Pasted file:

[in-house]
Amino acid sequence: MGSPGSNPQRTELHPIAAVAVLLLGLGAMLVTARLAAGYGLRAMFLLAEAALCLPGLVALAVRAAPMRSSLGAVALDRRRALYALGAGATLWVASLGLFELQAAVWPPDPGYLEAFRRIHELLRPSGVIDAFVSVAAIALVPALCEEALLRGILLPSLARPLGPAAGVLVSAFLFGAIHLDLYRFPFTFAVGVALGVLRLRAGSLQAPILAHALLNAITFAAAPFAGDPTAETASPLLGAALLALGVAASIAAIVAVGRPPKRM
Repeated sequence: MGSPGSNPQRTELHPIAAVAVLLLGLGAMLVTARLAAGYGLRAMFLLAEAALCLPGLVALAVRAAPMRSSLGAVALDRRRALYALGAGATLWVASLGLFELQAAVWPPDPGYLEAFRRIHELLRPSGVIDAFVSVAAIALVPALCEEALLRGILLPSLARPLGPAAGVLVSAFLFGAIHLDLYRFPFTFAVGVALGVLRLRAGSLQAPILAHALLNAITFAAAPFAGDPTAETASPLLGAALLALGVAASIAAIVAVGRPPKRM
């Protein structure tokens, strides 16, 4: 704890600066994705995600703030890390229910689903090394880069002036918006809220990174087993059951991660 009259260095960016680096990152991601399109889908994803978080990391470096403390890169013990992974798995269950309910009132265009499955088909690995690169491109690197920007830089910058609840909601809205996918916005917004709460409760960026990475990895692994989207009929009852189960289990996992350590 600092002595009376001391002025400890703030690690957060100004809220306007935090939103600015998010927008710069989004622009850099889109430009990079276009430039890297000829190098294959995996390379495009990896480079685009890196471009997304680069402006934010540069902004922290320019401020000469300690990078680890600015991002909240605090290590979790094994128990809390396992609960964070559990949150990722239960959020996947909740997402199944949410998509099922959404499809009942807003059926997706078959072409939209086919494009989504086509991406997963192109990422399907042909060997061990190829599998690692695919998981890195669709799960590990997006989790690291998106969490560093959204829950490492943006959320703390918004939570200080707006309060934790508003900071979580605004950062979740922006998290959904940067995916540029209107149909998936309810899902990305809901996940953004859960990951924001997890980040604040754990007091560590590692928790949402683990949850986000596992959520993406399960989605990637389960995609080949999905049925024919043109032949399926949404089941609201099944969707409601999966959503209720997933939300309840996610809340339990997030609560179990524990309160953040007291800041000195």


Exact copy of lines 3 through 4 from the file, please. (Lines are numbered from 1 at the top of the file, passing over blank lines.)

Repeated sequence: MGSPGSNPQRTELHPIAAVAVLLLGLGAMLVTARLAAGYGLRAMFLLAEAALCLPGLVALAVRAAPMRSSLGAVALDRRRALYALGAGATLWVASLGLFELQAAVWPPDPGYLEAFRRIHELLRPSGVIDAFVSVAAIALVPALCEEALLRGILLPSLARPLGPAAGVLVSAFLFGAIHLDLYRFPFTFAVGVALGVLRLRAGSLQAPILAHALLNAITFAAAPFAGDPTAETASPLLGAALLALGVAASIAAIVAVGRPPKRM
């Protein structure tokens, strides 16, 4: 704890600066994705995600703030890390229910689903090394880069002036918006809220990174087993059951991660 009259260095960016680096990152991601399109889908994803978080990391470096403390890169013990992974798995269950309910009132265009499955088909690995690169491109690197920007830089910058609840909601809205996918916005917004709460409760960026990475990895692994989207009929009852189960289990996992350590 600092002595009376001391002025400890703030690690957060100004809220306007935090939103600015998010927008710069989004622009850099889109430009990079276009430039890297000829190098294959995996390379495009990896480079685009890196471009997304680069402006934010540069902004922290320019401020000469300690990078680890600015991002909240605090290590979790094994128990809390396992609960964070559990949150990722239960959020996947909740997402199944949410998509099922959404499809009942807003059926997706078959072409939209086919494009989504086509991406997963192109990422399907042909060997061990190829599998690692695919998981890195669709799960590990997006989790690291998106969490560093959204829950490492943006959320703390918004939570200080707006309060934790508003900071979580605004950062979740922006998290959904940067995916540029209107149909998936309810899902990305809901996940953004859960990951924001997890980040604040754990007091560590590692928790949402683990949850986000596992959520993406399960989605990637389960995609080949999905049925024919043109032949399926949404089941609201099944969707409601999966959503209720997933939300309840996610809340339990997030609560179990524990309160953040007291800041000195």